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A world-renowned chef ponders the children and mission of St. Jude.
In May of 2009, I had the opportunity to visit St. Jude Children’s Research Hospital. Chefs in the hospital’s Kay Kafe routinely use my recipes to prepare a variety of Asian dishes for St. Jude patients, families and staff.
During a cooking demonstration, I invited a couple of young patients to cook alongside me on stage. What impressed me was the energy and enthusiasm in that place. I counted at least half a dozen future cooking show hosts and hostesses in that room!
We are accustomed to learning from our elders. This is especially true in Asian culture, where the elders are respected and revered. After I visited St. Jude, I came away with a totally new impression on age and learning. I believe that we can all learn a great deal from many of these children who never give up and challenge themselves.
At St. Jude, I learned much about courage and hope. These are things that I have not learned from teachers who are older and more experienced. It was truly a humbling experience.
During my visit to the hospital, I was struck by the wholesome and visitor-friendly atmosphere. It was so homelike; St. Jude did not look or feel like a hospital at all. The employees really go out of their way to create an environment that, for patients and visitors alike, feels like a home away from home, instead of a cold and impersonal medical facility.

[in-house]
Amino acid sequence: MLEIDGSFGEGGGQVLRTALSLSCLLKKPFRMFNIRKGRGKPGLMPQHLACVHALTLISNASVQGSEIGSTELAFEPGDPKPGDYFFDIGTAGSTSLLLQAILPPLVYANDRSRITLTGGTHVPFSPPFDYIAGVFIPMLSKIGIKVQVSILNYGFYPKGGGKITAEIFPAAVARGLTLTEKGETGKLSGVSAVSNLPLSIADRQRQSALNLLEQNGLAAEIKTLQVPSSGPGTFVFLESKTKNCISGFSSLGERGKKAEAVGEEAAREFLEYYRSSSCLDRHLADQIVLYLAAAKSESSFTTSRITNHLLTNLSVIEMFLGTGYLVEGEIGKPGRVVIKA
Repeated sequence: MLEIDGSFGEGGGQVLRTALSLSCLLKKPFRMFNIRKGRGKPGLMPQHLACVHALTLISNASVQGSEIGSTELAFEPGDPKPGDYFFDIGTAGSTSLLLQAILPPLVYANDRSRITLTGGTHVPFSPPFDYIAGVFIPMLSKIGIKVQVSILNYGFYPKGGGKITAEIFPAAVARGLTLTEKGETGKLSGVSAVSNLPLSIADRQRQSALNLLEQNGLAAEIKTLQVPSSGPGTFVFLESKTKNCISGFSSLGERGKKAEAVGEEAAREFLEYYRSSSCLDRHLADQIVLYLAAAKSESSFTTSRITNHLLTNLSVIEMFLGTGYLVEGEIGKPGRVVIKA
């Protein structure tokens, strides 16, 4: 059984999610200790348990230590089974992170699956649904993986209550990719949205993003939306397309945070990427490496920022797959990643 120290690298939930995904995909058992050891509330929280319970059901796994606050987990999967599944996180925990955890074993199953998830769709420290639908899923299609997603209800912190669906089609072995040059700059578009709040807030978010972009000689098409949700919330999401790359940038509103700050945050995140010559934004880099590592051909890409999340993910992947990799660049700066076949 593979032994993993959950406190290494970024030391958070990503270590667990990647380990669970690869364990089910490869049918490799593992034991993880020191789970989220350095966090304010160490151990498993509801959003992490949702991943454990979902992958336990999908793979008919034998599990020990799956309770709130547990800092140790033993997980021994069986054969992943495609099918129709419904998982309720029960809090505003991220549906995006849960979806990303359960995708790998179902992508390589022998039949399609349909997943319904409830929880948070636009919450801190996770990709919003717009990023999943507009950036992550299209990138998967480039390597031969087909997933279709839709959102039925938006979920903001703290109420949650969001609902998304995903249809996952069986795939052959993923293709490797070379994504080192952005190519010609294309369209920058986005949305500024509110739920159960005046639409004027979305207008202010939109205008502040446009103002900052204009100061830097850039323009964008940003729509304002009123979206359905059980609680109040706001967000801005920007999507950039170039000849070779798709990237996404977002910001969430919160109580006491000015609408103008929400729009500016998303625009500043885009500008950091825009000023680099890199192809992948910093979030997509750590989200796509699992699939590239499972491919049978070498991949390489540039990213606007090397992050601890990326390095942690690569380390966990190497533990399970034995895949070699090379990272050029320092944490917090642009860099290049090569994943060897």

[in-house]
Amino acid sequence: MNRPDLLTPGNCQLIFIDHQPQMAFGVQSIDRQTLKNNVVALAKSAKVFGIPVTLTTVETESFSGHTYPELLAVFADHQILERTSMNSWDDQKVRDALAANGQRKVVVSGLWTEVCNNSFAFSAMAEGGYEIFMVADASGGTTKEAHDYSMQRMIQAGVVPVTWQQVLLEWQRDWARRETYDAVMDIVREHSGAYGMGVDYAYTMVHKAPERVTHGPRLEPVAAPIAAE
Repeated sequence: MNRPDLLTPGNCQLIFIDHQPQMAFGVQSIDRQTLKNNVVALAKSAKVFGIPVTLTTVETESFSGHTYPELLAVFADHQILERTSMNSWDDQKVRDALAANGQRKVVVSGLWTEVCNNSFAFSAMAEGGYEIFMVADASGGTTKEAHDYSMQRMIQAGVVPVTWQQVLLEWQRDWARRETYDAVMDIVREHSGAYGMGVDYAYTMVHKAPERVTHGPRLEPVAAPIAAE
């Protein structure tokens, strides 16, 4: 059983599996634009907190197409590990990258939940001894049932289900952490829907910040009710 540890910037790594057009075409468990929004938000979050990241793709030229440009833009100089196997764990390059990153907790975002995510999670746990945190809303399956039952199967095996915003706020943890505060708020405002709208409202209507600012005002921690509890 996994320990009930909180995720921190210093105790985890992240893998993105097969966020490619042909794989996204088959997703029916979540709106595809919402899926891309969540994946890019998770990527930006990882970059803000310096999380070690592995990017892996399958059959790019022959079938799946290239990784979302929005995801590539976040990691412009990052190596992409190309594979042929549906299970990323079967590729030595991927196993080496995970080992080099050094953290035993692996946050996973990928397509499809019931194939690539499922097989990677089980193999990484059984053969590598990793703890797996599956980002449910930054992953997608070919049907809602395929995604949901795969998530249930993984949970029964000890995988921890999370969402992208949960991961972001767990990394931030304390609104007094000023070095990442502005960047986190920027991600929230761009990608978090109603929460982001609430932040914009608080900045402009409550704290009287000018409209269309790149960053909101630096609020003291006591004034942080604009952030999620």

Before I went to St. Jude, I was not aware that all children at the hospital are treated without regard for their ability to pay. When I found that out, I was both impressed and moved. There is nothing more important in life than taking care of our most valuable asset—our children.
Speaking as a parent, I know that most of what I do each day I do for my children. I am sure most parents feel the same way. While we support and care for our own children privately, we don’t seem to do enough on a societal level. The truth is, there are still many children out there who are in need of help, and we can do a better job to make sure that they receive it.
St. Jude is a pioneer in the study and treatment of pediatric catastrophic diseases. It deserves to be supported by us. We are so used to saying that our children are our top priority. Let’s put our money where our mouth is.
The celebrated host of more than 3,000 cooking shows broadcast worldwide, certified Chinese Master Chef Martin Yan has hosted the PBS cooking show Yan Can Cooksince 1982. His diverse talents have found expression in 30 cookbooks, including his latest, Martin Yan’s China. He is also a popular public speaker and a restaurateur.
Reprinted from Promise Winter 2010